KSPCB and other pollution control Boards may please be asked to post all the relevant information such as the relevant date & time, venue, EIA report and the DPR on their website with adequate advance notice.

I have gone through the summary of EIA for the proposal by NPCIL for the capacity expansion (adding Units 5 and 6) at Kaiga nuclear power project, Karnataka. Whereas multiple deficiencies in the EIA report are glaring from different perspectives, few things stand out, and can be treated as adequate grounds not to conduct the proposed public hearing at all.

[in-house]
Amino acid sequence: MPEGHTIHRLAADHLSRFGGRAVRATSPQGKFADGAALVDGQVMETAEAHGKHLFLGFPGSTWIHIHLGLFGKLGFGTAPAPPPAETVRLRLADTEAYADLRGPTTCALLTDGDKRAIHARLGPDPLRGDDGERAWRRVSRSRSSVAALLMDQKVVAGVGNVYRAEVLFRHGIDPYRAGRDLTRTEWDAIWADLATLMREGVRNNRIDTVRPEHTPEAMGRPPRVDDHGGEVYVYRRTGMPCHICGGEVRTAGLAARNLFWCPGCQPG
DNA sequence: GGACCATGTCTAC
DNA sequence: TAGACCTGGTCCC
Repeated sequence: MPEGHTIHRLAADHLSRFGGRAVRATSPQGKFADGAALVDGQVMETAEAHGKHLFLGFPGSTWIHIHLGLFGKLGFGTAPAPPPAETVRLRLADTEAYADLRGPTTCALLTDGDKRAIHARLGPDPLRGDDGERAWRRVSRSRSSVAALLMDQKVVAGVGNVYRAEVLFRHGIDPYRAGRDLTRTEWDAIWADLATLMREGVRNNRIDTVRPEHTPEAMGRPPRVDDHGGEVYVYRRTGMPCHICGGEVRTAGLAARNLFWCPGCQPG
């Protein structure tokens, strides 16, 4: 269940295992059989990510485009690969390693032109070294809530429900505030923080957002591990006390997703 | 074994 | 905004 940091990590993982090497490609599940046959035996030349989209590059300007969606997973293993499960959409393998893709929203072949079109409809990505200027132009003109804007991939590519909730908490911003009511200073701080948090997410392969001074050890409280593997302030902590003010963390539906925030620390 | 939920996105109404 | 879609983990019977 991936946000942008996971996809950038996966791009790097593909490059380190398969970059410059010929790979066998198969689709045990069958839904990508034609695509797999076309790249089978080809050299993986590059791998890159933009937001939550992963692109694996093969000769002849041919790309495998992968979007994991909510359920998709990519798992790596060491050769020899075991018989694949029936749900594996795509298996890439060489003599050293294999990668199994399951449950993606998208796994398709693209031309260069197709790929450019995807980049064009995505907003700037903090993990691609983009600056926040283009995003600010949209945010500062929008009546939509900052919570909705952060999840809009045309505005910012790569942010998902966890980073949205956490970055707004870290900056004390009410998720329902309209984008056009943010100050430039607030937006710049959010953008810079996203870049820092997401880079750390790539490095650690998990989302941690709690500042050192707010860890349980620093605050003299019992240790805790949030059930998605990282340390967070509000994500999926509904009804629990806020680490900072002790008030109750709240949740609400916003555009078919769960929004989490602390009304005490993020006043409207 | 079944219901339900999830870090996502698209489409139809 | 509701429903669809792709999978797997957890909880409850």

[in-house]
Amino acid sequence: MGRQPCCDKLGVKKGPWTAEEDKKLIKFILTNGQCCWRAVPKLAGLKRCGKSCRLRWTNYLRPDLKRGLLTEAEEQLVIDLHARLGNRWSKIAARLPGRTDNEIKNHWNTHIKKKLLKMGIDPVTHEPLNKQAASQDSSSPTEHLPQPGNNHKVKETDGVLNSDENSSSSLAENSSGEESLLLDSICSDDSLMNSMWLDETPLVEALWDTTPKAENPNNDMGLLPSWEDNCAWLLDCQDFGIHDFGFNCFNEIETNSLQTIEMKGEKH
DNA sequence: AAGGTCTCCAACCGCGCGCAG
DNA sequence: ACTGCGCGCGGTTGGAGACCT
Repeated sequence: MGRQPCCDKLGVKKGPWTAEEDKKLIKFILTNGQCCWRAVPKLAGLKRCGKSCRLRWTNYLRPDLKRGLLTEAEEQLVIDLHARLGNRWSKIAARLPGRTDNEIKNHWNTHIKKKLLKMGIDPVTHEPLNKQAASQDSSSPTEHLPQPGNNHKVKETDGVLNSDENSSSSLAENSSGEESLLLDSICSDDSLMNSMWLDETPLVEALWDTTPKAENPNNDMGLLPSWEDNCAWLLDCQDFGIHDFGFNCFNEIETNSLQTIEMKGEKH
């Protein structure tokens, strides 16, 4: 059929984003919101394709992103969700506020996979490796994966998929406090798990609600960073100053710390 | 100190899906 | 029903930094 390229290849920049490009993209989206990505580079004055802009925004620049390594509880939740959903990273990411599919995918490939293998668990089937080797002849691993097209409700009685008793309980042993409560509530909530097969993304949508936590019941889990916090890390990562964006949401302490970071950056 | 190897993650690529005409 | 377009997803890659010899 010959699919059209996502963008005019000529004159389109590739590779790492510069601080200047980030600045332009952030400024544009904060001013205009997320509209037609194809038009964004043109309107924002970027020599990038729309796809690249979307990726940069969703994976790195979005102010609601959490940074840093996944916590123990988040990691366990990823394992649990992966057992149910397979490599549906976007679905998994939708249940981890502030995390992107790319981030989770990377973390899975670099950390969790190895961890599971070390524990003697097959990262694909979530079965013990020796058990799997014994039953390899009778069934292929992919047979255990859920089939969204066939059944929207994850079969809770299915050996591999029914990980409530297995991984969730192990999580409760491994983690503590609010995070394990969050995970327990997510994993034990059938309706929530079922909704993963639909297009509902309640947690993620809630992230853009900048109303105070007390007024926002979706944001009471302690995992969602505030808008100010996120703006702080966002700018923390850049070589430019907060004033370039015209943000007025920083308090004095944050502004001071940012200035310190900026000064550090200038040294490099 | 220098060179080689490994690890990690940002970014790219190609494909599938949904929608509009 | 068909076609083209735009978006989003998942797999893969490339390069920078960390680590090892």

1. The communication dated 6th Sept. 2016 by MoEF & CC, informing NPCIL on Terms of Reference for the project proposal, has clearly stated that the area within 10 kM is predominantly forest land with dense growth of tall and stout trees, and that the forest is categorised as reserve forest. Additionally, the section 3.6 of the executive summary of EIA states :”The project site is located in the interior part of Western Ghat of peninsular India. Kali (Dandeli-Anshi) Tiger Reserve (KTR/DATR) extends from NE to NW. The minimum distance observed varies between 718 m to 1,734 m from Kaiga site Exclusion zone boundary.” Since a Tiger Reserve area must have 15 kM of buffer zone, the proposed project area is clearly within the buffer zone of Kali (Dandeli-Anshi) Tiger Reserve. In this context, it is shocking that about 54 Hectares of thick forest lands of very high ecological value from the Climate Change perspective and in the buffer zone of a Tiger reserve is being proposed to be diverted to the project; against all known wisdom of environmental upkeep and clearly against the critical need of the hour to preserve and enhance the tropical forests, as per IPCC (even though this much of forest land is said to be already under the possession of NPCIL). Since the ownership of the forest land is not of any relevance as long as it is allowed to continue to provide the associated ecological services, the diversion of this forest land and also few sq. kM of the adjoining thick forest lands required to construct the additional transmission lines will be completely against the interest of not only our communities, but also against India’s global obligations w.r.t Climate Change. Hence, the environmental clearance for this project cannot even be considered.